On March 21st, five weeks after HB1010 passed out of the House, HB1010 passed in the Senate. The main sponsor in the Senate, State Sen. Brian Strickland (R-McDonough), celebrated with a tweet on X. Interestingly, Strickland’s and Daniel’s districts overlap with some commonality around McDonough. Similar to Daniel, Strickland’s re-election site and social media identity foregrounds pictures of his children and the language of family. These three lawmakers (Holland, Daniel, and Strickland) speak to the bipartisanship surrounding HB 1010 while also evidencing a small amount of social media engagement in each post: less than 10 likes each even though Holland and Strickland have thousands of followers.

X user, Elizabeth Edmonds says HB1010 is a “common sense piece of legislation.” The bill doubles the amount of weeks for paid parental leave, including for adoptive parents. Just a week after the bill was introduced digital stakeholders urged for it to be passed. Edwards is active in conservative political discussion online.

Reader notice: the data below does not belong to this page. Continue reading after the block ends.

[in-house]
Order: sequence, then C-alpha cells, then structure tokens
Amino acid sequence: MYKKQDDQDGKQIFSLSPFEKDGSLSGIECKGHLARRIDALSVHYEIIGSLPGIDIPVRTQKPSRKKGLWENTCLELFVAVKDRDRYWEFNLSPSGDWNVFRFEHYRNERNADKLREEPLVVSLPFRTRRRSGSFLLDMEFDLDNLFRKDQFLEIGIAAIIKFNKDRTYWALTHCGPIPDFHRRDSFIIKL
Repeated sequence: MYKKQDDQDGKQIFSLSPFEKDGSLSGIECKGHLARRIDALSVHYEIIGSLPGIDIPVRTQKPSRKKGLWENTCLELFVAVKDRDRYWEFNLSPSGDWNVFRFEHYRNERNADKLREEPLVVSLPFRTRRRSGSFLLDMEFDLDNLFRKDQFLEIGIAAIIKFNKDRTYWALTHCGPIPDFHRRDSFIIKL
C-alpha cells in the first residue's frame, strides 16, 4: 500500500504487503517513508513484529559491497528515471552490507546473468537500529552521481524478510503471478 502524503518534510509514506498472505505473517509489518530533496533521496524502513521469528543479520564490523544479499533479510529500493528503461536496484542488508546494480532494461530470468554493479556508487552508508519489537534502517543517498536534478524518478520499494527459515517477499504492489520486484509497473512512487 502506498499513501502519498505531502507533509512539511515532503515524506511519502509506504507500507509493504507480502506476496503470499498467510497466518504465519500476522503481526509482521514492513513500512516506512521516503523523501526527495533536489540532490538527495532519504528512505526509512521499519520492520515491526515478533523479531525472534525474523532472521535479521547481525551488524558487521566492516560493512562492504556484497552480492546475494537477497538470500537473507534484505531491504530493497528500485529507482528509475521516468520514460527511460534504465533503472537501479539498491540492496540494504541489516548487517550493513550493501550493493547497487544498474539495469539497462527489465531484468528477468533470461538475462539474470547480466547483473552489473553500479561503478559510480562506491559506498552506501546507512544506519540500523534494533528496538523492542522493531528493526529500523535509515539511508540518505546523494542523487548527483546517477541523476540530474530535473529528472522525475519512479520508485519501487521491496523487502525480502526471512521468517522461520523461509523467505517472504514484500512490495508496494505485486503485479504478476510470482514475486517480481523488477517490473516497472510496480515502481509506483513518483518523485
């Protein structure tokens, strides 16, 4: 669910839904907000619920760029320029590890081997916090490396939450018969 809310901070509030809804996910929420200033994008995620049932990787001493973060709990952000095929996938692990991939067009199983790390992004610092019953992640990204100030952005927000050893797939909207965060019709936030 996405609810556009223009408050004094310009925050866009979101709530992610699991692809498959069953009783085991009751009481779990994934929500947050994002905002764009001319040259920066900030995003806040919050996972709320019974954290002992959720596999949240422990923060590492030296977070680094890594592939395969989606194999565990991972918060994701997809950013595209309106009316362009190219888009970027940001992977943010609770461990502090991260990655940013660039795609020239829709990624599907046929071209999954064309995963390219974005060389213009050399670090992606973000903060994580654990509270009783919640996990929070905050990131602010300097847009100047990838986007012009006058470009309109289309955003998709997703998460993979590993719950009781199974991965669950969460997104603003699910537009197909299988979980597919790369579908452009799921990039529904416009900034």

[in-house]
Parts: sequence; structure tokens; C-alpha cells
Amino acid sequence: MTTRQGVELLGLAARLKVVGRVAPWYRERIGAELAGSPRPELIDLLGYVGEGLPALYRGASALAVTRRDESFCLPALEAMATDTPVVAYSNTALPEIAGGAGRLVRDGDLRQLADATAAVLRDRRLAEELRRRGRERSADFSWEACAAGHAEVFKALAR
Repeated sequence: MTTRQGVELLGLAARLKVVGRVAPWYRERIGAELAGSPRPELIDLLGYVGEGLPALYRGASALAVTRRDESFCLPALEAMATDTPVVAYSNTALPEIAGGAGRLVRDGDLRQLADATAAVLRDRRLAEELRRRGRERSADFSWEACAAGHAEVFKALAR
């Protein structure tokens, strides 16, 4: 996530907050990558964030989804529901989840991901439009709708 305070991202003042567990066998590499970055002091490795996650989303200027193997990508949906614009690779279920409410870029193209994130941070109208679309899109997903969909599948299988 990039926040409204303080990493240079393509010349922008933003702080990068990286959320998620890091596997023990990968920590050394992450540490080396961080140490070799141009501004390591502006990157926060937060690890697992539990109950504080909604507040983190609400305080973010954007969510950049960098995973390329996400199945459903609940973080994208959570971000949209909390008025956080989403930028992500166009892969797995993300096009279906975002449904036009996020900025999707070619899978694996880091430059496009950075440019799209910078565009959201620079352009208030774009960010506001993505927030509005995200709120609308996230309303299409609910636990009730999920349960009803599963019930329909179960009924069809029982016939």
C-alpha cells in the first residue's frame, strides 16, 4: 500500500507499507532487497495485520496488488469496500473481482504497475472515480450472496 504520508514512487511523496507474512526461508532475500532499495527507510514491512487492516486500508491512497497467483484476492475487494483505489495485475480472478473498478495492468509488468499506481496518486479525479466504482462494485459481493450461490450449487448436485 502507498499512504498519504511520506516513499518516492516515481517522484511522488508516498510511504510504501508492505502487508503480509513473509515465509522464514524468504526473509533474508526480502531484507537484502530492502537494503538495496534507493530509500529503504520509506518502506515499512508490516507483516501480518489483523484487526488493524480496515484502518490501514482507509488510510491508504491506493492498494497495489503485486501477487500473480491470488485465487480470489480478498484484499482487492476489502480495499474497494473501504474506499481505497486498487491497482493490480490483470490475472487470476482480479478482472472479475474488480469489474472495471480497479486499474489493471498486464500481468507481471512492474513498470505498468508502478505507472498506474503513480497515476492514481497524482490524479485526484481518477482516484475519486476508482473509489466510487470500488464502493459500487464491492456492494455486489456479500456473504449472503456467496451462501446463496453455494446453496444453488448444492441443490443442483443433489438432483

Paid Leave For All is the national campaign of the organizations leading the fight for paid family and medical leave for all working people. X user Kim Evon, Executive Vice President of SEIU 2015 (a service workers union in California), replies to the campaign in support of paid leave for all. She advocated for the petition of over 70 businesses to close their doors to send a message to Congress to pass the bill for paid leave. Advocacy for paid leave expressed across the internet helped call attention around the time of the vote on HB 1010 even though this tweet does not mention the bill.